An excellent standalone thriller by Rankin, who really, I feel, ranks as one of the top thriller writers, in addition to being a top-notch mystery writer as well, of the Rebus detective series. Taking place mostly in California , but also moves to London and Scotland , the main character, Gordon, here is a former Special Forces soldier who’s brother has committed suicide. Once Gordon arrives in California to take his brother home to the UK , he finds out that, most likely, it was not suicide, but rather murder. Fast-paced and very well-written this one is a must for all thriller lovers and British mystery fans!

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Our Summer Reading Club begins Monday, June 7.  Register at the Fiction (lower level) or Reference  (2nd level) desks.

It’s really simple: just for tell us what you read over the summer by filling out a reading log.  You can read whatever you want. Get prizes when you sign up and turn in a log.

Everyone who completes at least one reading log will also be entered in a drawing in August for prizes including an Apple iPod Touch.

Come to our study hall between 5:00-9:00 on Monday to register and get free food!

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Jennifer Crusie and Bob Mayer manage to do it again in their latest book Wild Ride. With action, adventure, and quirky characters, the paranormal storyline take the reader on one heck of a trip.

Dreamland, an old amusement park in Ohio, needs some work. Mab has been working her butt off restoring the park to it’s former glory. Her goal is to have it shining for the Halloween celebrations. But it is a little strange that the owners and long time residents Gloria, Gus, and Delpha don’t want her working at night. And they are a bit anxious when she is working with the statues of the park mascots. Especially after FunFun the clown seems to run her over – or was that an illusion she had? Maybe she has been working too hard.

Gloria’s son Ethan returns from the military and gets shot at on the Dreamland grounds. Who is after the Dreamland residents? And what is up with the midnight roller coaster run? His mom keeps talking about demons. Ethan might just have to sober up to figure this all out. What do you mean he’s the new Hunter?

Using humor, and great plotting, Crusie and Mayer lead the reader down the path to figuring out just how paranormal this family park is. With twists and turns galore, it is indeed a roller coster of a ride. Great dialogue and lots of frothy fun! And it makes one want to visit Dreamland for real! A great read.
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April 22 is Earth Day!  Celebrate this Saturday by making treasure from trash.  Turn candy wrappers and pop tabs into chains that can be made into keychains, bracelets, even belts!

When: 2:00-4:00pm
Where: Board Room, 6960 Oakton St. Niles, IL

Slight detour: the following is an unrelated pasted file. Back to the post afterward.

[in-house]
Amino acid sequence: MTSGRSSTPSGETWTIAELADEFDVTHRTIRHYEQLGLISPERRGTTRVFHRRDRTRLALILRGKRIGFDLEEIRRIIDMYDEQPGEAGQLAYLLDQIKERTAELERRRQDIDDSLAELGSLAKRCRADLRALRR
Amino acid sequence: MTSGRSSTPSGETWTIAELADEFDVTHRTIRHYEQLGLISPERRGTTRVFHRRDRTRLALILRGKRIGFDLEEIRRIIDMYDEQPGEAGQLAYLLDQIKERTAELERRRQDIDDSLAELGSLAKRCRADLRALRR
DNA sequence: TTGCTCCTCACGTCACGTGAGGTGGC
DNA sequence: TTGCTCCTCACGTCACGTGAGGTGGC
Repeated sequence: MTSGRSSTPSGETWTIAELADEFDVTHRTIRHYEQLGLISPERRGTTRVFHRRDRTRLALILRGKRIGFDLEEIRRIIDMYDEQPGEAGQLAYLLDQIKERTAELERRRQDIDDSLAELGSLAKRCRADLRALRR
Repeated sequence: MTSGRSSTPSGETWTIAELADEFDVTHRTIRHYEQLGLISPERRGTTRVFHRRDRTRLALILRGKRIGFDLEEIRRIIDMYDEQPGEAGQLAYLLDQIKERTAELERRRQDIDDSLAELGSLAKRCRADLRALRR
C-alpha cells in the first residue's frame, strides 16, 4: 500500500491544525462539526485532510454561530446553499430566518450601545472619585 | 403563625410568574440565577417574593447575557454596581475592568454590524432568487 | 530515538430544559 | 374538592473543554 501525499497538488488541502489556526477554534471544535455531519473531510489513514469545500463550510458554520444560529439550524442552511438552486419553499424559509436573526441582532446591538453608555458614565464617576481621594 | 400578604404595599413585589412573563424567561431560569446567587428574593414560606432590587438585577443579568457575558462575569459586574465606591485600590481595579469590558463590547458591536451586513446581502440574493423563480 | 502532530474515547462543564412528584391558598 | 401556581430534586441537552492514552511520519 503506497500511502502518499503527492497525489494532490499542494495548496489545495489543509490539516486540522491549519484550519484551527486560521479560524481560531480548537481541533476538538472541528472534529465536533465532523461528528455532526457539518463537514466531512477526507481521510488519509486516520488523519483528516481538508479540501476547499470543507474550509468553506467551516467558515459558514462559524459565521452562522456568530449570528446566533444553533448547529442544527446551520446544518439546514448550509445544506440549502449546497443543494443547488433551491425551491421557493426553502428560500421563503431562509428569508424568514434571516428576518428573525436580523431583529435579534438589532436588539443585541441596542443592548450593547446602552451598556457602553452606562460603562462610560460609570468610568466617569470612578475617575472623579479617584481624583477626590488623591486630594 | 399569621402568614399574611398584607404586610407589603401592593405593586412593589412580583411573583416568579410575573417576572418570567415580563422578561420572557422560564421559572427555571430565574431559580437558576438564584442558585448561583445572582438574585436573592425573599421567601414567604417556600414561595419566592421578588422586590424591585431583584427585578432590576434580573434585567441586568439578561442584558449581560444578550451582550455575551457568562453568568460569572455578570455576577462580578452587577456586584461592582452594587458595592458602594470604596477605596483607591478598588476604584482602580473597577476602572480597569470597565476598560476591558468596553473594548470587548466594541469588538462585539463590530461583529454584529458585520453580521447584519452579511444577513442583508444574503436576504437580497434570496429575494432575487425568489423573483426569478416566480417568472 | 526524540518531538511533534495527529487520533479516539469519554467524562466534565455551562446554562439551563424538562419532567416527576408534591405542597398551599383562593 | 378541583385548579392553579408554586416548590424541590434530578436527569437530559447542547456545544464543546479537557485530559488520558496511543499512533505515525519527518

During April and May we’re also celebrating the classic novel The Maltese Falcon through our Big Read Program.  Pick up a free copy of the book or download the audio dramatization and attend one of our discussions! How does this book compare to crime fiction in books, TV and movies today?

Audio Discussion Monday, April 19
7:00-8:00pm in the Board Room

Book Discussion Saturday, April 24
12:30-1:30pm in the Board Room

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Entertaining book about high NYC society. The late Dunne (he passed away just after finishing this book) really captures the insiders view of society life perfectly, mostly because he was ONE OF THEM. So, the world he is writing about was really his own world. Silly in parts and the ending was too vague for me, mostly I enjoyed this romp through the lives of people I will never be allowed (or, for that matter, want to) socialize with.
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Another methodical, character-driven book by the Queen of Family-in-Crisis Novels, Anne Tyler. When I say that Tyler is the Queen of these types of books, it’s a compliment, not an insult. Just because she writes mostly about issues with families doesn’t mean she’s not one of the strongest writers still writing today in America. And this novel proves she is as good as ever! Her main character here, Liam, is a recently laid-off (AKA early retirement) school teacher who, according to him, is too young to retire but too old to be hired by another school. After losing his job, he gives up his larger home for a smaller apartment, and on his first night in the new place, he is attacked by an intruder. Sadly, after he wakes up in the hospital the next morning, he has NO memory of the attack. The last thing he remembers is going to bed. From that moment on, Tyler weaves Liam into a complex, yet simple, man who is trying to get his life, and memory, in order. A slow-moving, yet fascinating story unfolds…Liam’s story. And, Tyler, as usual, tells it with thoughtfulness and care.